HVAC Equipment: The Inventory-Performance Link
Long-term, energy-efficient operation depends on a reliable supply of replacement parts
The new HVAC system installation, major renovation, or building addition is complete. The installation, training and testing have gone smoothly, and the equipment is operational. Now is the time to kick back and accept congratulations for a job well done, right?
Well, sort of. But the job isn’t done.
In many cases, the arrival of new HVAC equipment and components — as well as new facilities — means maintenance and engineering managers must carefully evaluate technicians’ need for spare parts and, most likely, add the required new parts to inventory.
One important and too-often-overlooked challenge for managers in such cases is updating a department’s inventory-management system to reflect the new equipment and components.
Managers can divide inventory requirements for the new systems into two categories: consumables and spare parts. The operation and maintenance manual for each equipment item included in the upgrade or addition contains a list of these recommended spares.
Consumables — including lubricants, filters, packing, and sealants — must be the first consideration because technicians undoubtedly will need these items first.
The manual describes lubricant specifications, application amount and application frequency. Lubricant characteristics can vary substantially, and incompatible substitutes can severely damage equipment. So technicians must be careful to ensure a good match.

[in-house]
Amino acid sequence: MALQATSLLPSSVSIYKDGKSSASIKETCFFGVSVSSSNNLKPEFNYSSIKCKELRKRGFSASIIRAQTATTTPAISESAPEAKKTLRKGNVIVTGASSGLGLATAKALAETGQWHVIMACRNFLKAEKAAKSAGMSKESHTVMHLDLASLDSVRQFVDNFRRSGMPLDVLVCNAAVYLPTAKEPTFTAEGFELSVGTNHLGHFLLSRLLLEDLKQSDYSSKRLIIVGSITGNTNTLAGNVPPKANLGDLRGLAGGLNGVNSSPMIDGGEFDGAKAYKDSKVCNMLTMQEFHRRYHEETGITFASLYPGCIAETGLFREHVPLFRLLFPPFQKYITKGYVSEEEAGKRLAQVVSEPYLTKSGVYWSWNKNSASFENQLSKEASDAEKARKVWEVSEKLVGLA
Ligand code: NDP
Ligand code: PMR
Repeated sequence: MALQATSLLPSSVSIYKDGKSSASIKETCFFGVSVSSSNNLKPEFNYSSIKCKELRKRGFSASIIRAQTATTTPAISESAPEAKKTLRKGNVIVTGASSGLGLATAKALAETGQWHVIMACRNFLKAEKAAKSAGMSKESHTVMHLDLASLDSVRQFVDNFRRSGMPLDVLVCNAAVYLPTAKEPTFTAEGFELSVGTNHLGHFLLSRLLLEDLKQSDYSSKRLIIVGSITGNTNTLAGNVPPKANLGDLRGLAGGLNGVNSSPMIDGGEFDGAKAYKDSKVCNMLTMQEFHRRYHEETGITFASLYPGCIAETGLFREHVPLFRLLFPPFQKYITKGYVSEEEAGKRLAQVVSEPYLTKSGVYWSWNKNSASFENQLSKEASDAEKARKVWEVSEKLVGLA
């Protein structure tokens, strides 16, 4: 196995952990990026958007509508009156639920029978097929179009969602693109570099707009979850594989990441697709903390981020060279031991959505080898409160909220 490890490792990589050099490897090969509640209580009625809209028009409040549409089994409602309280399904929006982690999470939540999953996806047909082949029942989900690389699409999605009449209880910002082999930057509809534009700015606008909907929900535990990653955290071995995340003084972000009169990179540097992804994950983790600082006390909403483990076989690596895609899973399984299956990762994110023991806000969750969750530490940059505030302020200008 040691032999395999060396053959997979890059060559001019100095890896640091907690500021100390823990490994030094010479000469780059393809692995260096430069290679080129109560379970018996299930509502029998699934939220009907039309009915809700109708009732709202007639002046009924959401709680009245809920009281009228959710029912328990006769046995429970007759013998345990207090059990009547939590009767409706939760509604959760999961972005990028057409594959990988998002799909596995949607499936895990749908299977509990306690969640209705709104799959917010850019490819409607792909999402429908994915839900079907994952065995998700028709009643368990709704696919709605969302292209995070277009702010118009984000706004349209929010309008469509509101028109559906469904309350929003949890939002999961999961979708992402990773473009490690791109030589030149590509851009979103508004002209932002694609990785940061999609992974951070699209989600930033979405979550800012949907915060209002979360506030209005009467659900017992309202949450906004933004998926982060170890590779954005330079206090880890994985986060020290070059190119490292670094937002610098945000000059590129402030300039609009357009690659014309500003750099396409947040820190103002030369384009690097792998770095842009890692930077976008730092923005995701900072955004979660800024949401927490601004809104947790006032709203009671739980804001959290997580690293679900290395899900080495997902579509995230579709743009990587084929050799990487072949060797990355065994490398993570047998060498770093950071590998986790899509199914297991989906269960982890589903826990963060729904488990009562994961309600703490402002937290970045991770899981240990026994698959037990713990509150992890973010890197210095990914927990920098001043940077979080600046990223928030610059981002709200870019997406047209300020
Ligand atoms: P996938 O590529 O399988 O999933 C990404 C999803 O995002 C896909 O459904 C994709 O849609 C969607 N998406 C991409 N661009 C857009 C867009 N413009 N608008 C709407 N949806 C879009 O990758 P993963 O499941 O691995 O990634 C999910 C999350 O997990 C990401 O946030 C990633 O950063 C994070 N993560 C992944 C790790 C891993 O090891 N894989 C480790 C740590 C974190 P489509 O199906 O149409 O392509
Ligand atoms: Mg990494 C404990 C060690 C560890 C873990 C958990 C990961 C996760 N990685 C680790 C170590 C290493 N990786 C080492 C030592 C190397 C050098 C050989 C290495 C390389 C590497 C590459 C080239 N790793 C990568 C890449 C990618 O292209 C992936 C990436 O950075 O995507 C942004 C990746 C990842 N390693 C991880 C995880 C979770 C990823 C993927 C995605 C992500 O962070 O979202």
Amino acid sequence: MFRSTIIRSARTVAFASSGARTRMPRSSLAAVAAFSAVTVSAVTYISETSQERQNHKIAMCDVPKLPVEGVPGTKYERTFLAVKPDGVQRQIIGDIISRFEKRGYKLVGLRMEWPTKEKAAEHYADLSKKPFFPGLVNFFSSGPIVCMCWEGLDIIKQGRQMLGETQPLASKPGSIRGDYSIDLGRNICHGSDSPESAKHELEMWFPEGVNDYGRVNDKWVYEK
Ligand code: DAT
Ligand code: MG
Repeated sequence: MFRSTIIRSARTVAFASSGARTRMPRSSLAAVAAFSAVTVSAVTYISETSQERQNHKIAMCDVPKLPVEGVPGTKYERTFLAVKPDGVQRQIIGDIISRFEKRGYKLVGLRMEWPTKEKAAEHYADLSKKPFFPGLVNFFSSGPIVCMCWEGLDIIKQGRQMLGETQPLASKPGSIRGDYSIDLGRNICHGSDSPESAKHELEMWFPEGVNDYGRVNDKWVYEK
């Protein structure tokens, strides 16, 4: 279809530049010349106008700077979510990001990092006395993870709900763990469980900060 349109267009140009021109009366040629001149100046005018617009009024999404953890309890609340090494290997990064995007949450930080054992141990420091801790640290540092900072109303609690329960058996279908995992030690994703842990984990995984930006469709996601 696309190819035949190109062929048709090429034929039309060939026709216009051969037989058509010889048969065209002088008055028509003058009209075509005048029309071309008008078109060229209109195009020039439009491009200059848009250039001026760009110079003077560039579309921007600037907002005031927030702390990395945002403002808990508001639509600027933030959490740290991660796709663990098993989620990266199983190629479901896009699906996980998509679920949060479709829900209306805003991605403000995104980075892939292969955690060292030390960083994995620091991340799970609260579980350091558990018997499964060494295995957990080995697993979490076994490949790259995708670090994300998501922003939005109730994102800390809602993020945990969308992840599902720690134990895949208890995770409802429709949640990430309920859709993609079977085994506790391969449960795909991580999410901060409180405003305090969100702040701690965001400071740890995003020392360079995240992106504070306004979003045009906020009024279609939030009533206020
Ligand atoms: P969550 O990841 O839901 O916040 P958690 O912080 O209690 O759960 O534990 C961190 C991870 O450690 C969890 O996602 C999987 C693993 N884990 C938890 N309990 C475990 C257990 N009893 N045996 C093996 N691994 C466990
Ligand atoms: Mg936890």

They might be tempted to use a lubricant already on hand for other applications to prevent an unnecessary increase in the number and types of lubricants that are in stock, given their high cost. But this step is only economical if the specifications of the product on hand match those recommended by the manufacturer.
A lubricant vendor can help with this decision by providing typical inspection characteristics of products on hand for comparison with typical inspection characteristics of the equipment vendor’s recommended product. Most vendors have comparison charts that show viscosity, flash and fire points, carbon residue, and other tests for this purpose.
Spare parts fall into two groups: those recommended for inventory and those ordered as needed from an equipment manufacturer or distributor. Some parts, such as special heating coils, are available only from the manufacturer, while others, such as bearings, valves, fittings, and controllers, are available from several sources.
Bearings distributors, for example, maintain cross-reference manuals so managers can find an exact match to the one listed in the maintenance spares list but from a different manufacturer, one already in stock for another existing equipment item. Again, managers must be careful to examine and compare the specifications before concluding that a substitute is truly a match.
A computerized maintenance management system (CMMS) offers managers two options for material inventory. A CMMS can contain its own material inventory module, or the department can use an independent material-inventory system.